Thrush, vaginal


Most women experience occasional bouts of a common yeast infection known as vaginal thrush.

It causes itching, irritation and swelling of the vagina and surrounding area, sometimes with a creamy white cottage cheese-like discharge.

Vaginal thrush is fairly harmless but it can be uncomfortable and it can keep coming back, which is known as recurrent thrush.

Read more about the symptoms of vaginal thrush.

When to see a doctor

It makes sense to see your GP if you have the symptoms of vaginal thrush for the very first time.

That's because the symptoms of vaginal thrush are sometimes similar to those of a sexually transmitted infection. Your doctor will know how to tell the difference.

Your GP can diagnose vaginal thrush and prescribe the most suitable anti-thrush medication for you.

If you've had diagnosed vaginal thrush before and you recognise your symptoms, you can go directly to a pharmacy to buy anti-thrush medication over the counter.

Find your local pharmacy here.

However, return to your doctor if thrush doesn't improve after treatment, or if you have frequent bouts – i.e. at least one every few months.

Read more about how vaginal thrush is diagnosed.

Why it happens

Thrush is a yeast infection, usually caused by a yeast-like fungus called Candida albicans.

Many women have Candida in the vagina without it causing any symptoms. Hormones in the vaginal secretions and the friendly vagina bacteria keep the fungus under control. Problems arise when the natural balance in the vagina is upset and Candida multiplies.

Vaginal thrush isn't a sexually transmitted infection but it can occasionally be passed on during sex. So, if you have thrush it's best to avoid having sex until you've completed a course of treatment and the infection has cleared up.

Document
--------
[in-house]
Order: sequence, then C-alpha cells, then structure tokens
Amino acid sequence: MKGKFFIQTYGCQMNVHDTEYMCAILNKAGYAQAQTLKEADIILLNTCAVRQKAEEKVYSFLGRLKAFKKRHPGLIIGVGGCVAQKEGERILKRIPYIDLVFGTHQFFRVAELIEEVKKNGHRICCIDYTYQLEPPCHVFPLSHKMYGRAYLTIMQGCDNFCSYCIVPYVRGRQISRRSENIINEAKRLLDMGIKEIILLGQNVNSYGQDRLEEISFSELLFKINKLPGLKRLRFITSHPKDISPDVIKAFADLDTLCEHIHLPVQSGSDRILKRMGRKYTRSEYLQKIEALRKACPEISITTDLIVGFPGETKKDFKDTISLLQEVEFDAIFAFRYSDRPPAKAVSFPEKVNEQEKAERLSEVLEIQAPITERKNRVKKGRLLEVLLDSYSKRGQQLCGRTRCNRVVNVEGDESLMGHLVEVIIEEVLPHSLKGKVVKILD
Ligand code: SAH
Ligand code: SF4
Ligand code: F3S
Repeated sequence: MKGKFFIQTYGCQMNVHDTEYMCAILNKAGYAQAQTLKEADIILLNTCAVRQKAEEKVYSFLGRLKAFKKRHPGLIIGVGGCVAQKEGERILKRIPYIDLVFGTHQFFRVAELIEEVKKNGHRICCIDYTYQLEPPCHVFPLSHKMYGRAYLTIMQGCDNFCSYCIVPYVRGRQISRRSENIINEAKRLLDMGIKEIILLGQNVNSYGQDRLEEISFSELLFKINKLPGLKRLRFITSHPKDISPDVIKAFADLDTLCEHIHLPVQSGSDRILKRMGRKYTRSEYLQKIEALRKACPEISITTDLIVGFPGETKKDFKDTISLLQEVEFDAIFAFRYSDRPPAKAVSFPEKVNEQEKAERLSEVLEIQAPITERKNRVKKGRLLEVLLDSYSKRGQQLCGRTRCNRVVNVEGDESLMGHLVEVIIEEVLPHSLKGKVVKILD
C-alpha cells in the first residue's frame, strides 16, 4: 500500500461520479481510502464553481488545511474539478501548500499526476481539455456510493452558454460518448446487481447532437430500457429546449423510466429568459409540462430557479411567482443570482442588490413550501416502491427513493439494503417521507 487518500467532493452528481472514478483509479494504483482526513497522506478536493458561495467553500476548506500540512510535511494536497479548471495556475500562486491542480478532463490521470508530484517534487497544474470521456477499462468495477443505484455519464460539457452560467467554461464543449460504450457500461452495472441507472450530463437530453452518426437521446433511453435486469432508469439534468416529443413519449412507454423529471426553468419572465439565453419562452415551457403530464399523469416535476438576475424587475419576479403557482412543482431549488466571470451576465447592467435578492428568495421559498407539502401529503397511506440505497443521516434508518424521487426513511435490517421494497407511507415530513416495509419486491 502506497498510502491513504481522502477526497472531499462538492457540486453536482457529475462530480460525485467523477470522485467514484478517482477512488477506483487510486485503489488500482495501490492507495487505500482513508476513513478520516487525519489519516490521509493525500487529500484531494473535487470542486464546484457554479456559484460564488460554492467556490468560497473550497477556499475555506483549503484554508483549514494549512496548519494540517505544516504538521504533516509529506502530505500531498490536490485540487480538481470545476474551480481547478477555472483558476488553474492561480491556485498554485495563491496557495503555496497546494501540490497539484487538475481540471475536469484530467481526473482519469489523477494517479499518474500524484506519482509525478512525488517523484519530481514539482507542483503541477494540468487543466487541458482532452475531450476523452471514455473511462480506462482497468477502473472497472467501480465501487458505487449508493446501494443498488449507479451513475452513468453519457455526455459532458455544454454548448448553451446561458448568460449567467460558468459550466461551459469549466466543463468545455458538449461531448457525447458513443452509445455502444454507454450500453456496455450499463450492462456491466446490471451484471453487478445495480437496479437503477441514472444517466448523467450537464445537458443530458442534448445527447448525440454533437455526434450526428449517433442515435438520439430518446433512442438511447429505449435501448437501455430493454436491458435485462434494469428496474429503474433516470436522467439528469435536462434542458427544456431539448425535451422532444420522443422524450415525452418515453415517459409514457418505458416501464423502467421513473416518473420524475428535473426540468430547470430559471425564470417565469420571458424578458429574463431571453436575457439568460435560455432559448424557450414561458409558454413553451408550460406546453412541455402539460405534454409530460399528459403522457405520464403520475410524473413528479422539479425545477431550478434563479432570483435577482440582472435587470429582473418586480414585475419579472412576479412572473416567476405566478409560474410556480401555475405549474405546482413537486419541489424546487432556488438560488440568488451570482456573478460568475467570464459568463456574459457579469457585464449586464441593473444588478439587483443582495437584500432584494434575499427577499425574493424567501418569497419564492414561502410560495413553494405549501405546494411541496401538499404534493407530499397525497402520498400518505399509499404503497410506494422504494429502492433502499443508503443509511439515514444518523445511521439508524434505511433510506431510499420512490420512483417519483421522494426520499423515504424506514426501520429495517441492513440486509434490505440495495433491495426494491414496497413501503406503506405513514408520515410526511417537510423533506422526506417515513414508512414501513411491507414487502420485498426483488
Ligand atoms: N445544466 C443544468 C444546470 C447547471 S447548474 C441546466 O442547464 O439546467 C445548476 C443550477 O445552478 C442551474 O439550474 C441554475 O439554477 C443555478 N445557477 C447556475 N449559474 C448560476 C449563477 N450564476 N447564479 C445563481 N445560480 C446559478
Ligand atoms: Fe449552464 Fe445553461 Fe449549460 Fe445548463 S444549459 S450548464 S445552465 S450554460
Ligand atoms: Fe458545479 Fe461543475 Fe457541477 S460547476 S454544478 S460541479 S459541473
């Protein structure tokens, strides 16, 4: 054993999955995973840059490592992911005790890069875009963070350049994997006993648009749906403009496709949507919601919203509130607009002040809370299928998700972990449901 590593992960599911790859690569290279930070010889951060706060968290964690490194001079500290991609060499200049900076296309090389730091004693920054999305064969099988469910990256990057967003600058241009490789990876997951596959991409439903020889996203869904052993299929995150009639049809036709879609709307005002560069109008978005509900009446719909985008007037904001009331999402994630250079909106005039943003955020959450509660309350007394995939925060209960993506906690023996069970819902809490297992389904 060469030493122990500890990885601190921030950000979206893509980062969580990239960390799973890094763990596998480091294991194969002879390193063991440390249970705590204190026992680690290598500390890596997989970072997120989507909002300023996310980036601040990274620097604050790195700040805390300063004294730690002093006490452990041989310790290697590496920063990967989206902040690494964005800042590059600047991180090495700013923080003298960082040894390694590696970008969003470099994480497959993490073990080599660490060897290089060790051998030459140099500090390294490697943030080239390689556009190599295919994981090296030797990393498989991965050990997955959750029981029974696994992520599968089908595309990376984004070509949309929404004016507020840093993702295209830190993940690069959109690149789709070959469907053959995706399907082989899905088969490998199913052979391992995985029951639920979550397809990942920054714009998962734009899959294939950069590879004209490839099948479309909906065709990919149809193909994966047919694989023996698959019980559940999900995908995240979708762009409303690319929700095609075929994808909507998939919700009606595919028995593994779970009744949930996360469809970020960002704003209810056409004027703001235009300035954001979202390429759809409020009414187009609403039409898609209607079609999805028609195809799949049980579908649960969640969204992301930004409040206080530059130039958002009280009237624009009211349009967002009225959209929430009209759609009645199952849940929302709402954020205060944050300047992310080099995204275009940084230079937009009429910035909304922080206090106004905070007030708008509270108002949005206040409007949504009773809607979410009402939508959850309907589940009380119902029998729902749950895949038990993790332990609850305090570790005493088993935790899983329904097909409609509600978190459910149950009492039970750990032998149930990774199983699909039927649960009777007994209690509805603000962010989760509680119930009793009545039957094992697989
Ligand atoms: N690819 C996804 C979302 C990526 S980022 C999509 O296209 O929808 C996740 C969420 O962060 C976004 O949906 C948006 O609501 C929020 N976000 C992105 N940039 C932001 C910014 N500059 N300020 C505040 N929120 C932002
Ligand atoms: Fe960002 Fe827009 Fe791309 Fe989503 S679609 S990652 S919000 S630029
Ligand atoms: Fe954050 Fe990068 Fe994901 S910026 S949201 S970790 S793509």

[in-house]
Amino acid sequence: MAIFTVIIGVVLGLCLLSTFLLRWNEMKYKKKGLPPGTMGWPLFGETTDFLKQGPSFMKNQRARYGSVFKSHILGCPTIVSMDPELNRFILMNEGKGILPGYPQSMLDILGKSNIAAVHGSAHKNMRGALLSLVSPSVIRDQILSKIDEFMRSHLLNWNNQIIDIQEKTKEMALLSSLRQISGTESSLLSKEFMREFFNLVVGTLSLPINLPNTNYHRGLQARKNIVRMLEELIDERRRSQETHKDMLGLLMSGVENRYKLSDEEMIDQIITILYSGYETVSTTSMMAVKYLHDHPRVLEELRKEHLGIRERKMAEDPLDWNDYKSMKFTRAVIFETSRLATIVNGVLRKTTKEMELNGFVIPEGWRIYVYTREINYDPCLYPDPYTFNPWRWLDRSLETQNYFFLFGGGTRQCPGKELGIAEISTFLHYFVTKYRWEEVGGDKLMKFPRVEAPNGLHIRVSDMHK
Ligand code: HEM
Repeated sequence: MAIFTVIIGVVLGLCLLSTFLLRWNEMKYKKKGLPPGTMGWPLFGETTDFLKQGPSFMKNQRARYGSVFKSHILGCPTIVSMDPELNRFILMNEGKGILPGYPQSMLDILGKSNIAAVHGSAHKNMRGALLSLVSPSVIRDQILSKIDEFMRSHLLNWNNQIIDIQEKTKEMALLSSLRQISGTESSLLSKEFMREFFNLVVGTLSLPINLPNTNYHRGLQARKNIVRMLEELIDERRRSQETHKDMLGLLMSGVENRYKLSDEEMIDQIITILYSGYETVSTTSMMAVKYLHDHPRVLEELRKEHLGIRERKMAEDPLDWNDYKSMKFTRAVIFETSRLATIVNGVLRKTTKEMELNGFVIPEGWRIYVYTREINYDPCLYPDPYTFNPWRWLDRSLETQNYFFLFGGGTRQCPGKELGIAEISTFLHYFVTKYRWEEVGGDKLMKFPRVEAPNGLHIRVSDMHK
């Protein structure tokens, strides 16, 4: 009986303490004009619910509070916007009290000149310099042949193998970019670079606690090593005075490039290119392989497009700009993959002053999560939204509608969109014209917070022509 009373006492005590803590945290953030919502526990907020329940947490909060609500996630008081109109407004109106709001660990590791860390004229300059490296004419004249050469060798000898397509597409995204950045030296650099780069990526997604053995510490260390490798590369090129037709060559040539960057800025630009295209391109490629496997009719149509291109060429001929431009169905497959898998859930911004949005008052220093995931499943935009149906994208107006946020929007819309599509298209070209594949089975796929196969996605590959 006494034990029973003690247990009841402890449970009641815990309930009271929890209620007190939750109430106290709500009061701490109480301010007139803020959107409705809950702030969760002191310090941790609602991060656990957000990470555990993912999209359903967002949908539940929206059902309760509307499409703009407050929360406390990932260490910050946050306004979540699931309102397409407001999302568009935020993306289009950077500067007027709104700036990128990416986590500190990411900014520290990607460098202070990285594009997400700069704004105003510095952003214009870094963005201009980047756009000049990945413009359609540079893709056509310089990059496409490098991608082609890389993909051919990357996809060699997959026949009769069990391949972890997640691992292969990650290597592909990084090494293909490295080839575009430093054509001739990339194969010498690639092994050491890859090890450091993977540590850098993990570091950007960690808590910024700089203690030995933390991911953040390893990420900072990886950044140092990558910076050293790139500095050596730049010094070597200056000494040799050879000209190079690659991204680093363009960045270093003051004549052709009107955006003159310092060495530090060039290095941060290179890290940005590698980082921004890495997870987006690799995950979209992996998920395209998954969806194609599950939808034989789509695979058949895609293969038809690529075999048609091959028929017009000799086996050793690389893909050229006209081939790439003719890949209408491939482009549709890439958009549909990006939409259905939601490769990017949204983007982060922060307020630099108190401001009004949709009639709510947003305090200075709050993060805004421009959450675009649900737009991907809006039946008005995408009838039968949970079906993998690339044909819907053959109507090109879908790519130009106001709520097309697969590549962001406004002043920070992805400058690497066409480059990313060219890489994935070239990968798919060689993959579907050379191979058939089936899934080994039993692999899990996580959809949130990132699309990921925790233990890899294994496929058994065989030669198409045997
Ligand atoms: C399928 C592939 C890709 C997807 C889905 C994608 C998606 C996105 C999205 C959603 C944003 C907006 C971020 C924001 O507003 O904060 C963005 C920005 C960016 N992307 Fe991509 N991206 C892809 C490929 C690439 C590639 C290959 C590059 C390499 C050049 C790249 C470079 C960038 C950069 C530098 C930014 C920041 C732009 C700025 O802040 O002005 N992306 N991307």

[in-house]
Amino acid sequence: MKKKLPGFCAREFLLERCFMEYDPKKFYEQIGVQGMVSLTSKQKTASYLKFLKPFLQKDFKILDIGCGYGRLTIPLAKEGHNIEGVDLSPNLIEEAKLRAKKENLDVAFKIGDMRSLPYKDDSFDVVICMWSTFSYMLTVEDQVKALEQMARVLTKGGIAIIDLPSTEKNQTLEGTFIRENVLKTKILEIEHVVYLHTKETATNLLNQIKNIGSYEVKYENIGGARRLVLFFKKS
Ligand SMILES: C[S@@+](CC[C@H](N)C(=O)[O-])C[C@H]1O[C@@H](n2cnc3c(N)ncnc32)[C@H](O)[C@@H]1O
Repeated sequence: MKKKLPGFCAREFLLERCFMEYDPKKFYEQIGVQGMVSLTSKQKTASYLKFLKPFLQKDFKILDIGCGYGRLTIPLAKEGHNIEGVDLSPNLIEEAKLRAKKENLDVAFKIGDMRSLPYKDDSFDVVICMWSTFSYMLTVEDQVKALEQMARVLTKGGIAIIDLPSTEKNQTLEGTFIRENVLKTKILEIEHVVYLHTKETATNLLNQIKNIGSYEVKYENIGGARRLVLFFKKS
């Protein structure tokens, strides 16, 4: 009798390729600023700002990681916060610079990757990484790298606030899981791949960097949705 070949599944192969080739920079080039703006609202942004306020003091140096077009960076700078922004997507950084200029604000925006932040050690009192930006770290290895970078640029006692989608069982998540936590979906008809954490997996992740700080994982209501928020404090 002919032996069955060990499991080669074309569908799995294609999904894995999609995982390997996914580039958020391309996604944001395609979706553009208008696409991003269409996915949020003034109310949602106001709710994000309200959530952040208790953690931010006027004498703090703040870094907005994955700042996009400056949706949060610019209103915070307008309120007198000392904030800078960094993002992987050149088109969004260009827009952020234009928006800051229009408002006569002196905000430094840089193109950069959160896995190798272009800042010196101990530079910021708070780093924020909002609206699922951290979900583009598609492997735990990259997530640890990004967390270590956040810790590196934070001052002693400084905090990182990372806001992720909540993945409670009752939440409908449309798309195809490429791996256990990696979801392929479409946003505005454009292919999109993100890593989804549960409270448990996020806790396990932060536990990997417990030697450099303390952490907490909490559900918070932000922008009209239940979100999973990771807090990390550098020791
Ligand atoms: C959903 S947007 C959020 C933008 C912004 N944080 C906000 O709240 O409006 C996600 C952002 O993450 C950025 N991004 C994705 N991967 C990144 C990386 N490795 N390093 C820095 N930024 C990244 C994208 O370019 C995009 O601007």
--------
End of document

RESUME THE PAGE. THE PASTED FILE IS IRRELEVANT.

Read more about the causes of vaginal thrush.

Read more about how thrush can be passed on through sex.

Thrush treatment

Thrush is usually easily treated with either a tablet that you take by mouth, or anti-thrush pessaries that you insert into the vagina. There are also anti-thrush creams that you can apply to the skin around the vagina to ease the soreness and itchiness.

Anti-thrush remedies are available either on prescription from a doctor or over-the-counter from a pharmacy.

Treatment works well for most women, and vaginal thrush usually clears up within a few days.

Around one in 20 women, however, may have recurrent thrush (four or more episodes in one year). One in 100 women may have thrush almost constantly. In these instances, longer courses of treatment, for up to six months, may be needed.

Read more about thrush treatments.

Who gets vaginal thrush?

Vaginal thrush is extremely common. Around 75% (three-quarters) of women will have an attack at some point. Up to half of these will have thrush more than once.

Thrush most commonly affects women in their twenties and thirties. It is less common in girls who have not yet started their periods, and women who have been through the menopause.

While any woman can experience a bout of thrush, you're especially prone to it if you:

  • are pregnant
  • take antibiotics
  • have diabetes 
  • have a weakened immune system

Read more about what you can do to prevent vaginal thrush.

Thrush in pregnancy

You are more prone than usual to thrush while you're pregnant.

There's no evidence that thrush affects your chances of getting pregnant. And, if you have thrush while you're pregnant, it won't harm your unborn baby.

However, if you're pregnant or breastfeeding and you have thrush, you should avoid oral anti-thrush treatments. Instead, use vaginal pessaries, plus an anti-thrush cream if necessary. 

Read more about thrush treatments in pregnancy.


Hormones are groups of powerful chemicals that are produced by the body and have a wide range of effects.
Immune system
The immune system is the body's defence system, which helps to protect it from disease, bacteria and viruses.
The vagina is a tube of muscle that runs from the cervix (the opening of the womb) to the vulva (the external sexual organs).
A woman’s external sexual organs, made up of the outer part of the vagina, the clitoris and the two pairs of lips surrounding the entrance to the vagina (the labia majora and the labia minora).
Last updated: 14 March 2012

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